As a final note about the benefits of GPS, it’s also important to be aware of potential issues or criticisms of utilizing GPS coordinates. Logging GPS is a fantastic way for process servers to substantiate their attempts beyond traditional means of documentation, but it is not 100% reliable. In some rural areas, loss of signal may make it impossible or difficult to obtain GPS coordinates. Some also may argue that logging GPS coordinates do not verify that a service attempt was actually made— it only verifies that an individual was at that specific location. In New York City, where process servers are required to store the data with a third party, many find this to be expensive and difficult to obtain. Finally, those process servers who are not currently using technology capable of logging GPS data would need to invest in the technology to be able to do so. Despite these minor criticisms of GPS logging, it absolutely provides a significant benefit to those who use it.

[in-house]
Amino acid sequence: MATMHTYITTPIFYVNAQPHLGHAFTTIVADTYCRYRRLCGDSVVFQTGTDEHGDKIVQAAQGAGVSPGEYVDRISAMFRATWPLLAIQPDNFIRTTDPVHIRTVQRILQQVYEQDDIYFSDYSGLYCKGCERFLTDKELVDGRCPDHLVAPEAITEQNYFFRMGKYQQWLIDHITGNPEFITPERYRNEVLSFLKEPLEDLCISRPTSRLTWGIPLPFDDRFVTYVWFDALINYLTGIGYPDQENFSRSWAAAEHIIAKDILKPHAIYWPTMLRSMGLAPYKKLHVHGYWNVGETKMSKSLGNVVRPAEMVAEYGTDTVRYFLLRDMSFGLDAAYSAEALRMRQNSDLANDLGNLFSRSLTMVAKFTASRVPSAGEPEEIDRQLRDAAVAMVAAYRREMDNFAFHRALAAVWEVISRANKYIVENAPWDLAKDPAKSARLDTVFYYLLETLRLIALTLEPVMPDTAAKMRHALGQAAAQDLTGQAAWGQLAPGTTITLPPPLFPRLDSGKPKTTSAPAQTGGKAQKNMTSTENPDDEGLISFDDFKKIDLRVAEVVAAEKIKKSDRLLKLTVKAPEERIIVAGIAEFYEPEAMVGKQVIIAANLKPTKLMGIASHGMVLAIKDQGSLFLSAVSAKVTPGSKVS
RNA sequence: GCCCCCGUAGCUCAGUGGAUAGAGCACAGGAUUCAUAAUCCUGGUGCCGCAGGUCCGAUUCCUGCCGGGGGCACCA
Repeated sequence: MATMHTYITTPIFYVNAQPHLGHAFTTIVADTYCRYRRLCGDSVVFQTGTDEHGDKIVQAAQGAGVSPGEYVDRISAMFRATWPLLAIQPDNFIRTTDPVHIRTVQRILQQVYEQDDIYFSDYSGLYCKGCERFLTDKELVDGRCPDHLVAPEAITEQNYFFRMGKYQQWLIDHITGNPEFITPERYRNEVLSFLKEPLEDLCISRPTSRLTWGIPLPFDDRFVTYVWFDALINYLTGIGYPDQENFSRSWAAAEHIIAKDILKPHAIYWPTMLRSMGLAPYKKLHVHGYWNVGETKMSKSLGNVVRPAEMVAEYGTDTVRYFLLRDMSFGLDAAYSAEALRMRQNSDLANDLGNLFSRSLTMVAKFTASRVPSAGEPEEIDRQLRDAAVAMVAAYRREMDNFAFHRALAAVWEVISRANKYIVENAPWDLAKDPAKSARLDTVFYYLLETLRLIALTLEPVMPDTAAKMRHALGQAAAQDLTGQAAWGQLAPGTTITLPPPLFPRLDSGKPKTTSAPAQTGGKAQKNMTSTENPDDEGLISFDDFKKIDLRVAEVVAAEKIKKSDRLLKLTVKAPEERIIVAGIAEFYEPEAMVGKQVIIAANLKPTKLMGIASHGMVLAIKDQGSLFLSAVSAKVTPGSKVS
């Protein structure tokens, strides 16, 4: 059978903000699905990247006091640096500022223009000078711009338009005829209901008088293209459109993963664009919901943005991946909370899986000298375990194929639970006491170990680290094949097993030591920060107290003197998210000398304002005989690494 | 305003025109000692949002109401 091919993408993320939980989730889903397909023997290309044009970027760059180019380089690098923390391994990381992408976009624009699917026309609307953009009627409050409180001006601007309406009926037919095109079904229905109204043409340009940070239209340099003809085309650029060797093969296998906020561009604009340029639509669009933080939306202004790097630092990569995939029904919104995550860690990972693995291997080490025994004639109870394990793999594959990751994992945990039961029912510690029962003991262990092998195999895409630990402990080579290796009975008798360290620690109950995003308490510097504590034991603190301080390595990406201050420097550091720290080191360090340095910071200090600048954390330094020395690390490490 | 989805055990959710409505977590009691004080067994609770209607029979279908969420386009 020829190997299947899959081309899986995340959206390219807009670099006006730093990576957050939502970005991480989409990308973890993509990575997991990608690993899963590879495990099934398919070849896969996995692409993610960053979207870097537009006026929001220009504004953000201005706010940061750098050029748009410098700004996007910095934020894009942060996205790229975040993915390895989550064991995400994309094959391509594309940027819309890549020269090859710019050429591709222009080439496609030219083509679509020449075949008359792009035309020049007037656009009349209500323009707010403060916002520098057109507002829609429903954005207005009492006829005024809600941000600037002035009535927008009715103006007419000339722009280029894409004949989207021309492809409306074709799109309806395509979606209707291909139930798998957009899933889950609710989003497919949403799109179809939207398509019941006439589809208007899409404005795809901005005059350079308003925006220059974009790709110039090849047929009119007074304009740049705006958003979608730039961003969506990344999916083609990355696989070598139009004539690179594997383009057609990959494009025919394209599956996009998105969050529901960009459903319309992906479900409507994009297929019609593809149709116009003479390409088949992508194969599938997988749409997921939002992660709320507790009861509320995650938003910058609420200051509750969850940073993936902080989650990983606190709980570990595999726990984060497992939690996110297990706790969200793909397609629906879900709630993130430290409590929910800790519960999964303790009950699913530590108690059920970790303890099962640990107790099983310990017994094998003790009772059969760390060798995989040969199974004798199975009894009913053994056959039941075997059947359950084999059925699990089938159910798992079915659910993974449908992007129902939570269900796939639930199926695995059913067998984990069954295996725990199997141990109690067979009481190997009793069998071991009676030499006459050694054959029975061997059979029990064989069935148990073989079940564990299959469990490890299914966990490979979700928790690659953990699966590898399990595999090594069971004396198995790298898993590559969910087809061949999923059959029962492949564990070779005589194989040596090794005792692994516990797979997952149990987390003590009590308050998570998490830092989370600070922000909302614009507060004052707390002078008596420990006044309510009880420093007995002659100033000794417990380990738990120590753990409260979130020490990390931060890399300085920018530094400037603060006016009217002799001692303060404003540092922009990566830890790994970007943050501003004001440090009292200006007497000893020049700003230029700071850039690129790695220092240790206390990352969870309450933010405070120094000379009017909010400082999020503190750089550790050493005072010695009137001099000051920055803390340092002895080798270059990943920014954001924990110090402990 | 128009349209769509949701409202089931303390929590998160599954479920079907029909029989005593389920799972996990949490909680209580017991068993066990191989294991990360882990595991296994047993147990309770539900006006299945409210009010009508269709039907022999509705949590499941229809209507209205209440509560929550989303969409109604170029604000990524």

Consider Implementing GPS
Our discussion group on Linkedin brought forth some excellent points as to why there is a great value to offering GPS logged civil process service. Although there may be a cost to add process serving software/apps if process servers do not currently have apps or process serving software capable of logging coordinates, adding this service would be of great benefit to civil process service clients— and to process servers themselves. In fact, many process serving software programs already have this feature built in.
Process servers should consider implementing the technology to log GPS coordinates on their serves because it carries the benefit of keeping clients and courts happy, it provides an additional layer of security to help bolster the integrity of civil process servers, and it can help protect process servers in the event they are questioned in court.
More on GPS and Process Serving Software
The team at ServeManager has expanded on this article to include their own thoughts on GPS as a service and tool for recording service attempts. You can read more on that here: Marketing Your Firm's Use of GPS for Logging Attempts.